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Noise   Listen
verb
Noise  v. t.  (past & past part. noised; pres. part. noising)  
1.
To spread by rumor or report. "All these sayings were noised abroad."
2.
To disturb with noise. (Obs.)






Collaborative International Dictionary of English 0.48








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"Noise" Quotes from Famous Books



... more than a series of experiments. There is the German nation of our day, the most aggressive in various fields of intellectual activity, a Hercules of scholarship, the most thoroughly trained and powerful—though its civilization marches to the noise of the hateful and barbarous drum. In what points is it better than the Greek nation of the age of its superlative artists, philosophers, poets—the age of the most joyous, elastic human souls in the ...
— Baddeck and That Sort of Thing • Charles Dudley Warner

... rate," Cyril said, "it is certain that thieves could not have got into the shop this way, for the noise would have been heard all ...
— When London Burned • G. A. Henty

... it, like Una into the hut, told the fellow to get up and hold his horse for him (which the clod, who knew well enough that terrible voice, did without further murmurs), and then strode straight to the front door. It was already opened. The household had been up and about all along, or the noise at the entry ...
— Westward Ho! • Charles Kingsley

... the later relation of Adam and the animals: unfortunately the tears were again turned on at the wrong moment at the main; and the stage direction commands a silence, only broken by the dropping of angel's tears. How much noise is made by angel's tears? Is it a sound of emptied buckets, or of garden hose, or of mountain cataracts? That is the sort of question which Elizabeth Barrett's extreme love of the extreme was always tempting people to ask. Yet the ...
— The Victorian Age in Literature • G. K. Chesterton

... of that period was his witnessing the assassination of the prime minister, Perceval, in May 1812. He had saluted the premier, as he was passing into the lobby of the House of Commons, and had held back the spring-door to allow him precedence in entering, when instantly there was a noise within. 'I saw a small curling wreath of smoke rise above his head, as if the breath of a cigar; I saw him reel back against the ledge on the inside of the door; I heard him exclaim: "O God!" or "O my God!" and nothing more or longer (as reported by several witnesses), for even that exclamation ...
— Chambers's Edinburgh Journal, No. 441 - Volume 17, New Series, June 12, 1852 • Various

... the Katydids all made a terrific racket. But there wasn't one of them that outdid Kiddie. He always had the best time when he was making the most noise. And since he liked to station himself in a tree near Farmer Green's house, his uproar often rose plainly above that ...
— The Tale of Kiddie Katydid • Arthur Scott Bailey

... caused by observing the phenomenon that formerly made Veronique so beautiful on her return from the holy table, made a great noise in Limoges, where for a time the young deputy, to whom the place of the procureur-general was said to be promised, played a leading part. In all provincial towns a man who rises a trifle above others becomes, for a period more or less protracted, the object of a liking which ...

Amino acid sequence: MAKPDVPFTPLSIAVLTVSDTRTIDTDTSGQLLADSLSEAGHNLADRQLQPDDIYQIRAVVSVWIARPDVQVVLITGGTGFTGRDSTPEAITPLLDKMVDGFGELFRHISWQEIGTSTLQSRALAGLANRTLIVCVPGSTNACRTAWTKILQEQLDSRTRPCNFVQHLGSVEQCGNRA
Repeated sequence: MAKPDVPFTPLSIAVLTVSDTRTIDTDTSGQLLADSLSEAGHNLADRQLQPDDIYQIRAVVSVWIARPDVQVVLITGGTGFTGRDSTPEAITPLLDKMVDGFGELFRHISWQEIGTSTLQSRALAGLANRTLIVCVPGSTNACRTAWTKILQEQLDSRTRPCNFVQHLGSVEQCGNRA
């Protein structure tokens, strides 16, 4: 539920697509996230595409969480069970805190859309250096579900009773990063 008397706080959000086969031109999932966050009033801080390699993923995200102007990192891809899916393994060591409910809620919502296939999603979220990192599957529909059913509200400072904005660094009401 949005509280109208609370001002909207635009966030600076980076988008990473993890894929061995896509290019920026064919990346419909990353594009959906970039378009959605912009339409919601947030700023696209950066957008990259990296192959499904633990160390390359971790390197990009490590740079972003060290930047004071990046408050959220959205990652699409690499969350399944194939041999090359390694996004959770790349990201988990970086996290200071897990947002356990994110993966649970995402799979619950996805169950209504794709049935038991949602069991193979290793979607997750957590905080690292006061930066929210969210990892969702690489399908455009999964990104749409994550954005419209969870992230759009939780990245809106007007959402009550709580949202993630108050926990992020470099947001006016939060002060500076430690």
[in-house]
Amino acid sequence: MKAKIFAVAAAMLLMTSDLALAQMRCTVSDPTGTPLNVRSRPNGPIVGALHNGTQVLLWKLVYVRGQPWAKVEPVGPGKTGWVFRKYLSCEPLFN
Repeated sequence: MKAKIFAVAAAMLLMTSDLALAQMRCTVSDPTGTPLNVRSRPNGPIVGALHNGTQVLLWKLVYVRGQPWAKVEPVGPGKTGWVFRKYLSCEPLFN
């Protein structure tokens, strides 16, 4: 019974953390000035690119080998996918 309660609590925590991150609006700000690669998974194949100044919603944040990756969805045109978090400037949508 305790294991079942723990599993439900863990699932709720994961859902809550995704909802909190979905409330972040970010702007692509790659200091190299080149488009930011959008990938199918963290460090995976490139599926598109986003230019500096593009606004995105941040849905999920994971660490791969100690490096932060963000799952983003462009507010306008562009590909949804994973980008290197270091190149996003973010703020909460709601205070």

— The Village Rector • Honore de Balzac

... it. Hence ships of neither class know anything of Spencer Island, which rises above the waters like the isolated summit of one of the submarine mountains of the Pacific. Truly, for a man wishing to flee from the noise of the world, seeking quiet in solitude, what could be better than this island, lost within a few hundred miles of the coast? For a voluntary Robinson Crusoe, it would be the very ideal of its kind! Only of course ...
— Godfrey Morgan - A Californian Mystery • Jules Verne

... far when the growl of a lion, apparently in front, caused me to stop abruptly. Uncertain of the exact position of the brute, I turned off to one side, and retreated cautiously and with as little noise as possible, yet with a feeling of anxiety lest he should spring upon me unawares. But my next step showed me that the lion was otherwise engaged. Pushing aside a few leaves that obstructed my vision, I suddenly beheld a lion in the midst of an open space, crouched as if for a spring. Instinctively ...
— The Gorilla Hunters • R.M. Ballantyne

... and his servants. They left me for dead, and their horses being in readiness, they rode off, telling the innkeeper to bury me suitably, for I was a man of quality. My servant, awaking in terror at the noise, leaped out of a window, and ran away in such mortal fear, that it seems he never stopped till he got to London, for it was he brought the news ...
— The Exemplary Novels of Cervantes • Miguel de Cervantes Saavedra

... covered with a big growth of grass and some timber, and then down to the sandy shore again where the mountain comes so close that we were crowded down to the very water's edge. Here the never-tiring waves were still following each other to the shore and dashing themselves to pieces with such a noise that I felt awed to silence. What a strange difference in two parts of the earth so little distance from each other! Here was a waste of waters, there was a waste of sands that may some time have been the bottom of just such a dashing, rolling sea as this. ...
— Death Valley in '49 • William Lewis Manly

... there came a scuffling sound, thumps, and the noise of things falling. The wall there touched on the one that Cromwell had set up, so that there was bare room for a ...
— The Fifth Queen • Ford Madox Ford